Getting a PhD wasn’t part of Tanya’s long-term plan when she started as an undergrad at Wharton. She initially aspired to work as a data scientist or analyst but soon fell in love with data in a whole different way through a research assistantship.

When Tanya Paul started as an undergrad at Wharton, getting a PhD wasn’t part of her long-term plan. She initially aspired to work as a data scientist or analyst but soon fell in love with data in a whole different way through a research assistantship with Andy Wu, GR’15, and David Hsu.

Designed specifically for freshmen, this new research position was created to expose undergraduates to scholarly research early on and expand their potential career options. It clicked with Tanya right away.

“I discovered I really enjoyed the type of work I was doing, and I liked that research required both critical thinking as well as mathematical ability,” she said. “I thought it was a great intersection of economics and statistics.”

The Value of Mentorship and Collaboration

Tanya said mentorship had been a valuable resource for her since the beginning. Initially, Andy was her boss, but he took on the role of a mentor. “He suggested trying different types of research and connecting with specific professors, which helped me to navigate my path to the PhD program,” Tanya said. “He saw potential in me and encouraged me to consider research as a career.”

After Andy graduated, Tanya found two new mentors through the Wharton Society for the Advancement of Women in Business Academia (WSAWBA). “They’re both in the Finance department, and I have found it so useful to talk to them about my research to get an outside perspective,” she said. “There is value in understanding what other fields are doing, what they’re working on, and how can we apply similar techniques to accounting.”

That’s why Tanya also joined the board for the Mack Innovation Doctoral Association seminars (MIDAs). “I thought it would be interesting to get involved because innovation is not a very traditional topic in accounting, and it’s likely not something I would get exposed to within the department,” she said.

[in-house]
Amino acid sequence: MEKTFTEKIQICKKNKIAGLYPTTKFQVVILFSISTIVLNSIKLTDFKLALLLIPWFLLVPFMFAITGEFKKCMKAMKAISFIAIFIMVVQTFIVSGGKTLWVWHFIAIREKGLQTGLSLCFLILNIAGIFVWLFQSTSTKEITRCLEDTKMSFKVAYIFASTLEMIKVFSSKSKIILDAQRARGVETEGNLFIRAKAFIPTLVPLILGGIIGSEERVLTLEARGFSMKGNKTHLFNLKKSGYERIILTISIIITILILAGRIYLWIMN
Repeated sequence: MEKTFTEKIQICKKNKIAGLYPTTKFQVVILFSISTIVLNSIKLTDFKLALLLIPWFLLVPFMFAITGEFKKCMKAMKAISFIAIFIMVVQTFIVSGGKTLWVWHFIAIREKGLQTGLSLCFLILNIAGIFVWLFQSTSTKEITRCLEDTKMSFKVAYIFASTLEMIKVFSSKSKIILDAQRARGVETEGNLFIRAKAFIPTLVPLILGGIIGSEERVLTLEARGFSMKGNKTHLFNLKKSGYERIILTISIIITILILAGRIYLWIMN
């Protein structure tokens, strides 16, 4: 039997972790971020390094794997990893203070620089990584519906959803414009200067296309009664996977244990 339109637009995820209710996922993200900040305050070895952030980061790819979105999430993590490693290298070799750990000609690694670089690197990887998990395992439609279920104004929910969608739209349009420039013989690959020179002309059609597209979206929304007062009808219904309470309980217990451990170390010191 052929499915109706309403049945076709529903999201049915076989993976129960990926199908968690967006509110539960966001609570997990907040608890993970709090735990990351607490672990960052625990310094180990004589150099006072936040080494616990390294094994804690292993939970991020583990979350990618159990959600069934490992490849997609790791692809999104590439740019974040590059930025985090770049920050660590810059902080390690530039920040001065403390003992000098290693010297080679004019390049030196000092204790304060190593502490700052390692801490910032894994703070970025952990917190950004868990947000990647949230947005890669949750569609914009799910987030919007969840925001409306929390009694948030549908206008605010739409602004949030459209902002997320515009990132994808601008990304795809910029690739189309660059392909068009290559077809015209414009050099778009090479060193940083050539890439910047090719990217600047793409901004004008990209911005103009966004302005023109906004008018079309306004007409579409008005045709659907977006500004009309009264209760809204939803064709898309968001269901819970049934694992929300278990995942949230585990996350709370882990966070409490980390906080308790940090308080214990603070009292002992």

IDDEAS Promotes Diversity in Academia 

Tanya also participated in the inaugural class of the Introduction to Diversity in Doctoral Education And Scholarship (IDDEAS) program. “It was a wonderful experience for me, even though I had been exposed to many of Wharton’s resources and research as an undergrad,” she said. “I loved the insights shared by faculty and PhD students that may not have been easy for me to talk to or reach out to otherwise. I especially thought that all the presentations regarding PhD prerequisites and how to get into a PhD program were incredibly helpful.”

Tanya also met a group of students with similar interests to her and was able to connect on that dimension.  “It’s so important to have a program like this because a lot of the students were minorities and females, both underrepresented groups in academia. Being able to attend this program provided that stepping stone in understanding that academia is an option for us and gave us an idea of what it takes to get there,” she said.

Some people may think it’s a challenge to get a PhD after being in the workforce because you have to get back into the school mindset. “I’m on the other side of that — going into a doctoral program straight from undergrad presents its own challenges because the classes are fundamentally different,” Tanya said.

She discovered studying for a PhD is more open ended with fewer deadlines and requires a different way of thinking. “I’ve had to learn the art of refining my time management skills and structuring my day into segments where I work on different things so that I can track my progress and feel like I’m working toward measurable goals,” she said.

Working with Faculty One on One

“Since I’ve been in the doctoral program, I’ve learned what constitutes a ‘good’ idea,” Tanya said. “We’re really pushed to answer questions that have some economic meaning/impact — so our results aren’t just statistically significant, they should be economically significant in nature as well.”

How prominent is this phenomena in the real world? What general economic question does this specific setting answer? These are both questions that Tanya has learned to think about whenever thinking of a topic.

Right now, Tanya is working on a joint project with a faculty member focused on understanding how banks affect their borrowers’ information environment. “One of the main reasons I chose Wharton was because the faculty in the accounting department are very enthusiastic, active in research, and work closely with PhDs on projects,” she said.

“People are surprised when I tell them my class has only two students. I like the small environment. We get to know the faculty very well and get a lot of guidance.”


Posted: September 7, 2016

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